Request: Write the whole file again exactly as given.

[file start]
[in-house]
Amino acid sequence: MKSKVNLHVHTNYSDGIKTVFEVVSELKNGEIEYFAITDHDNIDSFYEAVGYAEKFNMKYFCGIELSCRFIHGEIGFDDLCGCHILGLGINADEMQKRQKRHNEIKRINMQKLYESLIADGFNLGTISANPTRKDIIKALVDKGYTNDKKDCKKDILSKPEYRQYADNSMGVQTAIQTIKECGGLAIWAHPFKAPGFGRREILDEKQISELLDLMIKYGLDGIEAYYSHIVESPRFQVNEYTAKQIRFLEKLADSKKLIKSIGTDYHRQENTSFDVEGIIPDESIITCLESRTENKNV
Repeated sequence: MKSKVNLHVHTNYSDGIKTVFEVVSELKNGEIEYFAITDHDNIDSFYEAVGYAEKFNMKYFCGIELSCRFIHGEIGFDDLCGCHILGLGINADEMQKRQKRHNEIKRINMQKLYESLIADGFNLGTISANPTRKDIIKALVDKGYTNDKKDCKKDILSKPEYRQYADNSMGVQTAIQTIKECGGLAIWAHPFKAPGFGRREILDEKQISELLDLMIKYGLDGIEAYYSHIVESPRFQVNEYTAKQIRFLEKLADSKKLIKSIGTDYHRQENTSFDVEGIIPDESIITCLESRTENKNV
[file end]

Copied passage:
[in-house]
Amino acid sequence: MKSKVNLHVHTNYSDGIKTVFEVVSELKNGEIEYFAITDHDNIDSFYEAVGYAEKFNMKYFCGIELSCRFIHGEIGFDDLCGCHILGLGINADEMQKRQKRHNEIKRINMQKLYESLIADGFNLGTISANPTRKDIIKALVDKGYTNDKKDCKKDILSKPEYRQYADNSMGVQTAIQTIKECGGLAIWAHPFKAPGFGRREILDEKQISELLDLMIKYGLDGIEAYYSHIVESPRFQVNEYTAKQIRFLEKLADSKKLIKSIGTDYHRQENTSFDVEGIIPDESIITCLESRTENKNV
Repeated sequence: MKSKVNLHVHTNYSDGIKTVFEVVSELKNGEIEYFAITDHDNIDSFYEAVGYAEKFNMKYFCGIELSCRFIHGEIGFDDLCGCHILGLGINADEMQKRQKRHNEIKRINMQKLYESLIADGFNLGTISANPTRKDIIKALVDKGYTNDKKDCKKDILSKPEYRQYADNSMGVQTAIQTIKECGGLAIWAHPFKAPGFGRREILDEKQISELLDLMIKYGLDGIEAYYSHIVESPRFQVNEYTAKQIRFLEKLADSKKLIKSIGTDYHRQENTSFDVEGIIPDESIITCLESRTENKNV